Today we present a honorary list of 25 Amazing Facts About Notre Dame Cathedral. The bells all over France toll in solidarity with Notre Dame. One of the world’s most iconic monuments is not the same anymore.
The flames of the catastrophic fire, demolished several parts of the beautiful cathedral. But the good news is that many of its most important treasures were saved. The imposing bell towers and its gorgeous rose windows remain intact.
Local authorities in France plan to investigate and find the causes behind this tragedy. They also announced that they are going to rebuild the cathedral and repair everything the flames destroyed. They say what doesn’t kill you, makes you stronger and this could be true for Notre Dame.
So, regardless of your position on organized religion, here follow
25 Amazing Facts About Notre Dame Cathedral that will totally fascinate you.
Notre Dame translates to “Our Lady” and refers to the Virgin Mary. Several churches and chapels in France, refer to the Virgin Mary as Our Lady. Notre Dame of Paris is just the most famous of them.
Experts from around the world, consider Notre Dame one of the best examples of French Gothic architecture. The University of Notre Dame School of Architecture in Indiana, US, took its name from the iconic French Cathedral.
It was the first Catholic University in America to provide a degree in architecture, back in 1898.
Workers started to build the cathedral in 1160 under Bishop Maurice de Sully. They completed most of it a century later in 1260. The French kept modifying it until 1345 that the cathedral took its final look.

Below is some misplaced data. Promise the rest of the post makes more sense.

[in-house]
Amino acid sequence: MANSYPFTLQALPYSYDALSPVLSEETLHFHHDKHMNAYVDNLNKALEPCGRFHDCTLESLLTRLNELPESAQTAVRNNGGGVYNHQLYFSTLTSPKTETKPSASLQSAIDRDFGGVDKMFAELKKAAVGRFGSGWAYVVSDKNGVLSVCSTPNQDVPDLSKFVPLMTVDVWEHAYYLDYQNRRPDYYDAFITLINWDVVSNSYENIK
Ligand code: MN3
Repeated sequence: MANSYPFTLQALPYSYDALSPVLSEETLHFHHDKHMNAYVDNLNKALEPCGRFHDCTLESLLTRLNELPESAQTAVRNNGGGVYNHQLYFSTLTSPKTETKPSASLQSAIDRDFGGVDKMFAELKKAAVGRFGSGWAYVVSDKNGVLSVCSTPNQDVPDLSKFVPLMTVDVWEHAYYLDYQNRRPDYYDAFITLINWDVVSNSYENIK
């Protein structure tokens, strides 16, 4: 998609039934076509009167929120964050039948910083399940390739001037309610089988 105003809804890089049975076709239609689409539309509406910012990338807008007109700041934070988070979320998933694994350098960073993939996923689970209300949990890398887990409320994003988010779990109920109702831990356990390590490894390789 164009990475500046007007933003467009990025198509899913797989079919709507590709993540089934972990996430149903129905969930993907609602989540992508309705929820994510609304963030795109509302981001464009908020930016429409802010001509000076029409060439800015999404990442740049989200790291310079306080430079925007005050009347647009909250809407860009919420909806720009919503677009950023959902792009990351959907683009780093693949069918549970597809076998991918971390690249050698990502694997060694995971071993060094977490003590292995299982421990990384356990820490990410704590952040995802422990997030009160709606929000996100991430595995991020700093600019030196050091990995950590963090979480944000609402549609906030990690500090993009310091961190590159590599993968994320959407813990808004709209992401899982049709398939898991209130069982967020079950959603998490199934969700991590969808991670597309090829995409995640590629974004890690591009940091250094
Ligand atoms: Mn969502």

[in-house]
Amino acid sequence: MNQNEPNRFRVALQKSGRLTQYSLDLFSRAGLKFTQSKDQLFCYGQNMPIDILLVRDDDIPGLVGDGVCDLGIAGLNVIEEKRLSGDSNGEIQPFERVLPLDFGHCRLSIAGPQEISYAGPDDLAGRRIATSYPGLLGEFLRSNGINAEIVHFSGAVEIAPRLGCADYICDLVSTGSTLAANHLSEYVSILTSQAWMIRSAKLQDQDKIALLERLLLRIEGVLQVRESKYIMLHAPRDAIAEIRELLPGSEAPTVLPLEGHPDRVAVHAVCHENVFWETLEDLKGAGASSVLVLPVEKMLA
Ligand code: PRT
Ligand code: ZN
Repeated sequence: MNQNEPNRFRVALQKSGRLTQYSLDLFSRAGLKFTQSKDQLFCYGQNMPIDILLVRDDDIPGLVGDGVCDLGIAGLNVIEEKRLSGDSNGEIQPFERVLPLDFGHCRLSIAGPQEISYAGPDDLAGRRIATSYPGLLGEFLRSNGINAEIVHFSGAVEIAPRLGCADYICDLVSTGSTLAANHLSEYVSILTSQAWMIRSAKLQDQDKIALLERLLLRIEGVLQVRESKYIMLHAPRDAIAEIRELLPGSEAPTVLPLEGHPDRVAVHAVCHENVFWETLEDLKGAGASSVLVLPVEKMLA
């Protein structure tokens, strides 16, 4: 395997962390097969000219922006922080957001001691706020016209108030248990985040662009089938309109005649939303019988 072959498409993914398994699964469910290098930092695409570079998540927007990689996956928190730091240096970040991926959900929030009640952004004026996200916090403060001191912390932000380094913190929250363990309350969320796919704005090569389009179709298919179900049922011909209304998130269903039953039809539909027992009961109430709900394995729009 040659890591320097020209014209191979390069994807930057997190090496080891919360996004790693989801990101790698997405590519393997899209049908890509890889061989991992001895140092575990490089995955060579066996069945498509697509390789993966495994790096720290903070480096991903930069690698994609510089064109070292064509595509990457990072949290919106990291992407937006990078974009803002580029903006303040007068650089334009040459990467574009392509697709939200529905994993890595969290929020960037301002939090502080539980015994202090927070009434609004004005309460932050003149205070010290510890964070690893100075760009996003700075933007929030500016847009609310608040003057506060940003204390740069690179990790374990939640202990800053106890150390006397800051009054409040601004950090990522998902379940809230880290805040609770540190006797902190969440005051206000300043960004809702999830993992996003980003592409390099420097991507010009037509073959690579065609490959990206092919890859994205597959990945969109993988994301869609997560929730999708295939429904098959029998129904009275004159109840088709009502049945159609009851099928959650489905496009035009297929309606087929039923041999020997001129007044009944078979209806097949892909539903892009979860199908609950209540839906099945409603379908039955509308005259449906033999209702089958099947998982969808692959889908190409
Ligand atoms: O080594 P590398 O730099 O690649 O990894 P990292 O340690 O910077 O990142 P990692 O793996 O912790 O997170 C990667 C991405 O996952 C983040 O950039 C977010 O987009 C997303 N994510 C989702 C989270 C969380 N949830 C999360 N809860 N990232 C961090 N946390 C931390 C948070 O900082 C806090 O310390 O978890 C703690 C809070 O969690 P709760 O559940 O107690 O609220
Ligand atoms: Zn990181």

The French rebels hated the religious authorities of 18th Century France more than anything. As a result of this sociopolitical phenomenon, Notre Dame suffered severe desecration during the French Revolution.
Many religious images were either damaged, or completely destroyed.
Napoleon was a big fan of Notre Dame though. So big, that he used the cathedral for his coronation as Emperor of France in 1804.
In 1831, Victor Hugo published his novel, The Hunchback of Notre-Dame. The book did extremely well in France and led to a major reconstruction of Notre Dame between 1844 and 1864.
During that restoration, the French added the cathedral’s iconic spire. Unfortunately, the spire collapsed in the recent massive fire.
Notre Dame’s size is truly impressive. To get an idea of what we’re talking about, keep in mind that the twin towers go as high as 69 meters (387 steps). The south tower’s home to the vast Emmanuel bell.
The French chopped down not one, not two, but 1,300 huge trees to construct the cathedral’s roof between 1160 and 1170. Experts suggest that there are not so many tall trees in France today.
To put it simply, the new roof of the cathedral probably won’t look the same with the original.
Beneath Notre Dame lies an ancient Gallo-Roman city known as Lutetia (52 BC). During an excavation under the choir, workers found chunks of a sculpted shrine dedicated to Zeus.
Archaeologists found more ancient ruins there during the 1960s and 1970s, which verified their original speculations.
There’s another link between Notre Dame and classical antiquity. The cathedral’s dimensions follow the golden ratio, which represents perfection in architecture and art.
The ancient Greeks were the first to design and build a temple – the Parthenon – following the golden ratio (1:1.61).
Notre Dame is undoubtedly home to many treasures of incredible religious and historical value. One of them is the “Holy Crown of Thorns.” Some historians suggest that it’s the authentic relic Jesus wore when he was tortured.